applicant. -I'll bny one inside."
"Can't pass In this way without a
ticket." said the guard in a cit-e ap
propriate to the utterance of a decree
Ilut. my dear sir, it is very impor
Nothin do!n" said Cerberus and
turned his back.
Underbill Ly this time was fum
bling for Lis mileage book and begin
ning to grow faint with the fear that
he Lad not brought IL His finders
touched it at last. He thrust It under
the nose of the warder, who Mid.
A band opon Underbill's arm re
strained him, and a voice of singular
ly agreeable quality besought him for
"If you would be so very kind as to
let me pass through on your book you
would do me the greatest possible fa
vor. I have an important engagement
at the country house of Mr. Kliot
Robinson, and there Is no other train
Underhill looked Into the stranger's
mild brown eyes, which were pathetic
as a dog's, and suddenly he seemed to
see himself In the other's place, de
frauded of his chance by a bit of trick
ery. Surely he would have held it
most unfair that he should be barred
from competition in this way. Doubt
less this man was struggling worthily
to get a start In his profession.
Certainly," said he. And the two
passed in together.
"I am Harold Archer," 6aid the
young man, "aud from this moment
your humble and obedient servant. You
have pulled me out of a serious diffi
culty. Mr. Kobinson has asked me
most urgently to go out to his place to
day, and he is n man whom I should
be most unwilling to disoblige."
Your destination and mine are the
same." said Underhlil,- '"and our er
rands also. I fancy."
"Quite so." responded Archer. "You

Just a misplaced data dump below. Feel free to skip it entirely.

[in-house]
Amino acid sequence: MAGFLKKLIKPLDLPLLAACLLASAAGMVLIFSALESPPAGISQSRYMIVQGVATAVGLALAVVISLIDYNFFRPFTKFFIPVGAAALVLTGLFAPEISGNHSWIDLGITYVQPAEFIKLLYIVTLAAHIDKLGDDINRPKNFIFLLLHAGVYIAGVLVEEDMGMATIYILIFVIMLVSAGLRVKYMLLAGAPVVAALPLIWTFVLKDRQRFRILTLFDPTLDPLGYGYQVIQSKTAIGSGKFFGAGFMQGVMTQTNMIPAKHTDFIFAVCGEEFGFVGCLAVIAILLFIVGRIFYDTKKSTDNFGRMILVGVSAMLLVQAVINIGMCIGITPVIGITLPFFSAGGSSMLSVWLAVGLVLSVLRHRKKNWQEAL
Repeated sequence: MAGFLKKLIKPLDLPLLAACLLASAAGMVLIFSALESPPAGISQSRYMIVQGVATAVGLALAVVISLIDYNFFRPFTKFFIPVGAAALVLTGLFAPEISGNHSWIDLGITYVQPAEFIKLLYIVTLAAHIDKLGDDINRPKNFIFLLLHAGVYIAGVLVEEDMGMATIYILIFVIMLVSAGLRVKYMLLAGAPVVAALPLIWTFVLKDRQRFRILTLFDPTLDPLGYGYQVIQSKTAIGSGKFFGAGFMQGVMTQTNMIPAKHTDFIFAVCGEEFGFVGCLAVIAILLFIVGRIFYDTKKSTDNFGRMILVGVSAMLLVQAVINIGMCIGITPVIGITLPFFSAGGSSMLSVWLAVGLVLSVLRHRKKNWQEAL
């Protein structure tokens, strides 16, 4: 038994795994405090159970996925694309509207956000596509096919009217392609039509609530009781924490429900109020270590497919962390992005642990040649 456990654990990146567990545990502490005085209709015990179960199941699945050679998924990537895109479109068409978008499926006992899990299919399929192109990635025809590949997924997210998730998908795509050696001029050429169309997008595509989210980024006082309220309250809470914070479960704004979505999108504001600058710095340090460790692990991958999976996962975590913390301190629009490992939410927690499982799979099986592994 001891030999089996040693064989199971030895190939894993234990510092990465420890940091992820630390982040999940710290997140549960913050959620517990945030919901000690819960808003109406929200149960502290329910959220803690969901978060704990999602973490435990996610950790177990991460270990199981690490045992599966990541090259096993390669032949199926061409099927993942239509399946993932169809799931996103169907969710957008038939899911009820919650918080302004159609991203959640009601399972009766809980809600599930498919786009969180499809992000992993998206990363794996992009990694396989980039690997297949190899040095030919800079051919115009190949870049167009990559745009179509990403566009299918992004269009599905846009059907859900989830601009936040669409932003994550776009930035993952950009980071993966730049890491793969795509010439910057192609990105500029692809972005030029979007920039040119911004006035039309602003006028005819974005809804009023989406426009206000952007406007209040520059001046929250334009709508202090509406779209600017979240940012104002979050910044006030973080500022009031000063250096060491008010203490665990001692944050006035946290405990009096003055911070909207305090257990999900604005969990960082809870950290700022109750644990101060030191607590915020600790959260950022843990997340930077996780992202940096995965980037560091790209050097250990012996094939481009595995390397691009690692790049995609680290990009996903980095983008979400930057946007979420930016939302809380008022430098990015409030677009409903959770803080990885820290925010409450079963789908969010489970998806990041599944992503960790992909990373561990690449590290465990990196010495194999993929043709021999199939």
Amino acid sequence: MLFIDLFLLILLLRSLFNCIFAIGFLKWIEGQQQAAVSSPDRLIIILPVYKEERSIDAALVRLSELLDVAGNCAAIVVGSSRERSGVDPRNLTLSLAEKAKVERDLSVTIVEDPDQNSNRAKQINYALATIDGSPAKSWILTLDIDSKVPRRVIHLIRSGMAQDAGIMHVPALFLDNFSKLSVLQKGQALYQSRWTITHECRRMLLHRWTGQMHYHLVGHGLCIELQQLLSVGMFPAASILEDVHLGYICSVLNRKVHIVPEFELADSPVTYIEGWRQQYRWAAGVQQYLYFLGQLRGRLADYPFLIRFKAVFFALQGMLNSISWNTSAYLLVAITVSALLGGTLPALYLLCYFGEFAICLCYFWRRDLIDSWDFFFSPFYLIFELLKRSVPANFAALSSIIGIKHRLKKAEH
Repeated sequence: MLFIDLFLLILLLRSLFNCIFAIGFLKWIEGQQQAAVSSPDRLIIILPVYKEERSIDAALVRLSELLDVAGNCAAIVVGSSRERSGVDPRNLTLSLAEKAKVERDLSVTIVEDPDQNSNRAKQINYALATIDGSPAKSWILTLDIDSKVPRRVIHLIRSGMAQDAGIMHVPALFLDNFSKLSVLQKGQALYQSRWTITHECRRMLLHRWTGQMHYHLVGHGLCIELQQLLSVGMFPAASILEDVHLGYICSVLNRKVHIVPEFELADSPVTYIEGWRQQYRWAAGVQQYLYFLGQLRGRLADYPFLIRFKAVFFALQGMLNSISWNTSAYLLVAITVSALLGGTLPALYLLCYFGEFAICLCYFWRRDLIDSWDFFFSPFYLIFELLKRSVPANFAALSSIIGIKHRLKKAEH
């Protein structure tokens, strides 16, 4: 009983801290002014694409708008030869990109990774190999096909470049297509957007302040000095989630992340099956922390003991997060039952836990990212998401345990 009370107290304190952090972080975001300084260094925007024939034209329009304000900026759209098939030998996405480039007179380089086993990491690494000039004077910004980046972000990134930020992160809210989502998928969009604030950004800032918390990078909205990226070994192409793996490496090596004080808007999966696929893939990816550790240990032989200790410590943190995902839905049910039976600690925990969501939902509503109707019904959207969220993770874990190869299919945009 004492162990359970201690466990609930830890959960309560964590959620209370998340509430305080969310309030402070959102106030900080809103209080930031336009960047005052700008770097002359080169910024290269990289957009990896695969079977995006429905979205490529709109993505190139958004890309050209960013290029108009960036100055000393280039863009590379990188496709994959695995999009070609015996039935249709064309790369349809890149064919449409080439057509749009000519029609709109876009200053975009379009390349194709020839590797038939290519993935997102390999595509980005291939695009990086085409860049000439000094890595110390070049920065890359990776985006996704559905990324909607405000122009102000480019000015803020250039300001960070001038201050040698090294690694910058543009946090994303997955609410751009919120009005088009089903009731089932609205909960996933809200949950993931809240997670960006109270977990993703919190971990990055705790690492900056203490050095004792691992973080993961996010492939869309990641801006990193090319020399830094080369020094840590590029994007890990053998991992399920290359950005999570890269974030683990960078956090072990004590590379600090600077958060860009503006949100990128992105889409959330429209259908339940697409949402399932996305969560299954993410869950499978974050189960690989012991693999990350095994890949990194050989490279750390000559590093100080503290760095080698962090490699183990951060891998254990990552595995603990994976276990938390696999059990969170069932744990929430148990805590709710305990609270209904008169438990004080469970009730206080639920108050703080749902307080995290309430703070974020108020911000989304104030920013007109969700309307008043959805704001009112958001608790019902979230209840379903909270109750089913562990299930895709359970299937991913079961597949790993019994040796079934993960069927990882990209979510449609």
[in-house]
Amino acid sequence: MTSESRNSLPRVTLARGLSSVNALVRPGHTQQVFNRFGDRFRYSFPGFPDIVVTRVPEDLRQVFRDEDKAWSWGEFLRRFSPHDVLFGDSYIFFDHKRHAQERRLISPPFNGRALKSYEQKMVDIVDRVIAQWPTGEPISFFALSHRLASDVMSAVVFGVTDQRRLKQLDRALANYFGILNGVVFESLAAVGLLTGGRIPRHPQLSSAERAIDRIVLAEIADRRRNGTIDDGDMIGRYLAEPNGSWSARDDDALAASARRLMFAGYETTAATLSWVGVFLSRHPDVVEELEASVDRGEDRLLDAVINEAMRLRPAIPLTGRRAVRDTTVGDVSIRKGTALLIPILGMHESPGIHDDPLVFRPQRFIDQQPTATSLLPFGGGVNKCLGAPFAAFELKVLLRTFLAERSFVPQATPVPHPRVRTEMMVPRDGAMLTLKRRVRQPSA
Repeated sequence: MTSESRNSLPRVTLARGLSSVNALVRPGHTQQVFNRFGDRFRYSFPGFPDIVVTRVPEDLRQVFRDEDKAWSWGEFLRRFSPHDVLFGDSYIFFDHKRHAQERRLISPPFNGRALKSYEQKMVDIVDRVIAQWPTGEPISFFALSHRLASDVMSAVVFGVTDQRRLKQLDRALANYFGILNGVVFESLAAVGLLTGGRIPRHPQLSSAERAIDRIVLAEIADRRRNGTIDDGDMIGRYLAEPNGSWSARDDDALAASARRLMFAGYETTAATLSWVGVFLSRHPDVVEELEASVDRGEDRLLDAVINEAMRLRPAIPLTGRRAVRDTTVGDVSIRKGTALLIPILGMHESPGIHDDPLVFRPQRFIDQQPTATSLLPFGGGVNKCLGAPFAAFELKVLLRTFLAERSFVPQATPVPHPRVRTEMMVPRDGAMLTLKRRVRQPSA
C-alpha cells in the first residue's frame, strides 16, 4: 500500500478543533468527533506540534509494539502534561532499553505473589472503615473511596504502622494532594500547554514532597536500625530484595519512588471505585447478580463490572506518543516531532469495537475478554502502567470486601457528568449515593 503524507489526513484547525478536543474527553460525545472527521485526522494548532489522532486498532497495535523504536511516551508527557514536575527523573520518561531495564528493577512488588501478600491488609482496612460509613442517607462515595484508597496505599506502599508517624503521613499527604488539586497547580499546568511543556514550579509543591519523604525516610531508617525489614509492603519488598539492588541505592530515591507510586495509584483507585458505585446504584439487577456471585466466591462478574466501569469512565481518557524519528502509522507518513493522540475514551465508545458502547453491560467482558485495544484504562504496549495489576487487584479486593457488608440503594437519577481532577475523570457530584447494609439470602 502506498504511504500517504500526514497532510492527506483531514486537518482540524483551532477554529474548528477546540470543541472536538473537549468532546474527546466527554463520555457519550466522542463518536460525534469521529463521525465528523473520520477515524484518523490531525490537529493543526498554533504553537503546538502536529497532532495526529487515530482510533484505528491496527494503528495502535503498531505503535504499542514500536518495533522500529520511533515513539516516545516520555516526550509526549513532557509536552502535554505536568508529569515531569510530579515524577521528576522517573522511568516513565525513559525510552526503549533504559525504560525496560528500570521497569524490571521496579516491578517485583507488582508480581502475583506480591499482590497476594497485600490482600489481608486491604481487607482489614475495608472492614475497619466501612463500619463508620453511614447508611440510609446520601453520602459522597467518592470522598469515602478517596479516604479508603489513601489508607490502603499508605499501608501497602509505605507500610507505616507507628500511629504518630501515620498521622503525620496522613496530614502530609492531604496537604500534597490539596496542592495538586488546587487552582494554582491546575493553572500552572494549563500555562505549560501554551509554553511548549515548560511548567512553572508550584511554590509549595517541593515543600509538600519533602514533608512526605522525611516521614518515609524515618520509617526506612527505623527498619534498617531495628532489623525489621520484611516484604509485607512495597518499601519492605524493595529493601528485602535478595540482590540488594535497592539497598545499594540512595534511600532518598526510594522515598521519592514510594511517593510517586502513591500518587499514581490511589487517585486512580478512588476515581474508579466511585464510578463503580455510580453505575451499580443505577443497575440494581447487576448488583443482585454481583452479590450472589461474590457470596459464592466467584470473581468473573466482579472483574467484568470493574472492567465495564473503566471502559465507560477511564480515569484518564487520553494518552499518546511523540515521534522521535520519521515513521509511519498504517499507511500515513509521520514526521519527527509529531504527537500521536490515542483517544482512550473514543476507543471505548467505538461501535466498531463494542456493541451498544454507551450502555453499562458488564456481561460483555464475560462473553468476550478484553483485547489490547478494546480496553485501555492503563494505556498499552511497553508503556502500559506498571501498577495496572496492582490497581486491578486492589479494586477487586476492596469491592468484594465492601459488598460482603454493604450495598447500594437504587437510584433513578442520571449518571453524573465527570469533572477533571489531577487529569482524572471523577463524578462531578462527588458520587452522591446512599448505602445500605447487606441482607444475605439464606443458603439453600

are Mr. UnderhilL"
L'nderhill bowed In assent, and he
scanned his rival warily. Aside from
an attractive personal appearance Mr.
Archer was conspicuous chiefly for
the serene conlidence which visibly ra
diated from him. Here was a man ac
customed to success, one of those easy
winners who are spared the pain of
anxiety. A sudden hostility flamed in
Underbill's breast. He regretted hav
ing passed Archer through the gate.
This fellow could afford to lose, and
he himself could not.
"Matter of the new kennels I sup
pose?" said he curtly.
Archer nodded and smiled.
".My excellent friend. Mr. Robinson,
intends to erect a very pretentious
structure," said he. "I am honored by
his desire for my services."
So this fellow regarded it as all over.
Underhill shut his mouth firmly and
from that moment refused to be drawn
into any discussion of architecture ei
ther general or fpeciflc. Archer, in
deed, seemed perfectly well pleased to
speak of other themes. He conversed
fluently upon topics of the day. He
showed vivacity. Interest, even wit
now and then, lie became so much ab
sorbed in his own easy eloquence that
he neglected to raise auy protest when
the conductor took two fares out of
Underbill's mileage book.
Eliot Robinson, Jr., was waiting for
them in an enormous automobile laden
with expensive furs. lie lazily gave
a hand to each of the travelers, but ad
dressed himself to Underhill alone.
"Hello." said he. "You're looking
a little out of sorts. What's the mat
ter?" "I haven't had any breakfast," an-swen-d
"Well. well. I'll lix that. ot your
drawings?" he added and took them
out of Underbill's hand. "Pretty good,
Archer examined the drawings wtfh
crith'ul attention, making the most